Her generous mouth curved into a sneer. “I can’t imagine why. Look, I don’t want company, I don’t want conversation. I don’t want anything from you, not even the time of day. Just stay the blazing hells away from me! Is that clear enough?”

Obviously, she wasn’t the friendly type. “Oh, yeah, lady, very clear. Be sure and tell that to some of the other characters in here. I’m sure they’ll be glad to respect your royal wishes.”

“I can take care of myself, I assure you. I certainly don’t need any help from the likes of you.”

The likes of me? Familiar feelings of unworthiness reared, but Sabin shoved them back. “Fine.” Needing that Elysian liquor more than ever, he returned to the opposite end of the bar to finish his drink in peace. After that, he’d go see about his ship. He’d find better company with the taciturn Radd than with this serpent-tongued female. This day couldn’t end soon enough.

*  *  *  *

Moriah breathed a sigh of relief when the man strode away, an angry set to his shoulders. Males were forever hitting on her, sickening her with their crude advances. And this man emanated danger, with those inscrutable midnight eyes glowing in his chiseled face, and his long, black hair tied at the nape of his neck. Dressed entirely in black, with two huge guns and a stunner slung from his utility belt, he’d seemed shaped of darkness.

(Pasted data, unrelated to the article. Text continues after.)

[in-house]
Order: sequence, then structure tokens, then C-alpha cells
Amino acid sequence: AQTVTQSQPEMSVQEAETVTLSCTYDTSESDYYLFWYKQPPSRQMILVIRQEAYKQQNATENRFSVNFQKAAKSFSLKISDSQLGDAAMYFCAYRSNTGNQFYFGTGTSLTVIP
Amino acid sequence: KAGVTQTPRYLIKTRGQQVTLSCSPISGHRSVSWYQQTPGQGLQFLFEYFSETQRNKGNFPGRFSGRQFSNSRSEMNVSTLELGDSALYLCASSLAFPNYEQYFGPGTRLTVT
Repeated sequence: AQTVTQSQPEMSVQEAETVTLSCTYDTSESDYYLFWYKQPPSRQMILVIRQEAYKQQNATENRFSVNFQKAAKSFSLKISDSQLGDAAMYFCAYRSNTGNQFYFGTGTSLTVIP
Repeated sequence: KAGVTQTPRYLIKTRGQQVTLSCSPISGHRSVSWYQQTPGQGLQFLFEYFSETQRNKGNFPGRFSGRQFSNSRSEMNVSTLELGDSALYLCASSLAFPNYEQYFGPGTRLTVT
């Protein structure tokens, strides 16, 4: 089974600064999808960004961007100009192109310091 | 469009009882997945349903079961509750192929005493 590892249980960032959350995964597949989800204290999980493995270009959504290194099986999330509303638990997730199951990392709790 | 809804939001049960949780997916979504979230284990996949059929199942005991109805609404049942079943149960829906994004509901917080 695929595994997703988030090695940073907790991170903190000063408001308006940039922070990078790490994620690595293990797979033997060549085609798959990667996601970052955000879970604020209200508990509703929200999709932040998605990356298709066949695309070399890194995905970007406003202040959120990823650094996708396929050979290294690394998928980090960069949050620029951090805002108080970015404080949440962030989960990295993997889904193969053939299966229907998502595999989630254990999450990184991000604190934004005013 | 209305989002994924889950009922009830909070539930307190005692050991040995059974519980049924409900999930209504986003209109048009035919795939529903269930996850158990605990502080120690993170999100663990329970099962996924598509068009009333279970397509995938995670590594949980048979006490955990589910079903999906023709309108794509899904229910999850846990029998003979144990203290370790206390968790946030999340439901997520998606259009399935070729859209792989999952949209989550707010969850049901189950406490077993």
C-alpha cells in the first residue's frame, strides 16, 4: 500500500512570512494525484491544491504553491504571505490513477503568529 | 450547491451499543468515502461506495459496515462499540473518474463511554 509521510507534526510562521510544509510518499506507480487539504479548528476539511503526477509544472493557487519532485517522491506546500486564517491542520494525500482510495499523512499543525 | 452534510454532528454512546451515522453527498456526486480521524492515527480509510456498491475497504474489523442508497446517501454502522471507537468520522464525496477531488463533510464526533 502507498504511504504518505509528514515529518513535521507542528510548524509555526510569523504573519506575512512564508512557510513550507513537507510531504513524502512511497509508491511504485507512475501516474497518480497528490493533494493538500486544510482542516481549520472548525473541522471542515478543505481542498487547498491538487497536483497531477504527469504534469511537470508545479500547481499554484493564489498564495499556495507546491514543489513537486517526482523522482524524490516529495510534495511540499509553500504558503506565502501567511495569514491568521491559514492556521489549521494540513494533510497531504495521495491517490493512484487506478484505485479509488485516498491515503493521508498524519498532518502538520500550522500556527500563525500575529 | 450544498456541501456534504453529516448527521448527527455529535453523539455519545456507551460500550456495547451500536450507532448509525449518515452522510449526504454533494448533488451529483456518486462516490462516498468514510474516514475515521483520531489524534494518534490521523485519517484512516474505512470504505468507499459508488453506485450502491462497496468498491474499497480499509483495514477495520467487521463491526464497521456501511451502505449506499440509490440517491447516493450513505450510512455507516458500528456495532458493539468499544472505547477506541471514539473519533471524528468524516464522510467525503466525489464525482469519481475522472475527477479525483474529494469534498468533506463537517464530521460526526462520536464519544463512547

She had taken on bigger men than him, certainly, but watching the lethal grace he displayed as he stalked along the counter, the ripple of muscles beneath his flightsuit, she suspected his lean body was superbly trained. He was surely the most dangerous one here. She could handle the rest of these drunken idiots. She wouldn’t be here much longer anyway—assuming her luck didn’t get any worse.

Downing the rest of her drink, she cursed Turlock. He was an ugly, half-Antek scum, and she should never have gone in on that disastrous Ataran deal with him. She had thought she was far ahead of him. Obviously she’d been wrong, as he had helped himself to her ship while she met with Fletch. Not surprising, given she owed him five thousand miterons. That ship would be difficult, if not impossible, to replace. Ultrafast starcraft equipped with nondetectable armaments and concealed storage compartments were scarce and costly. Damn Turlock to the Fires!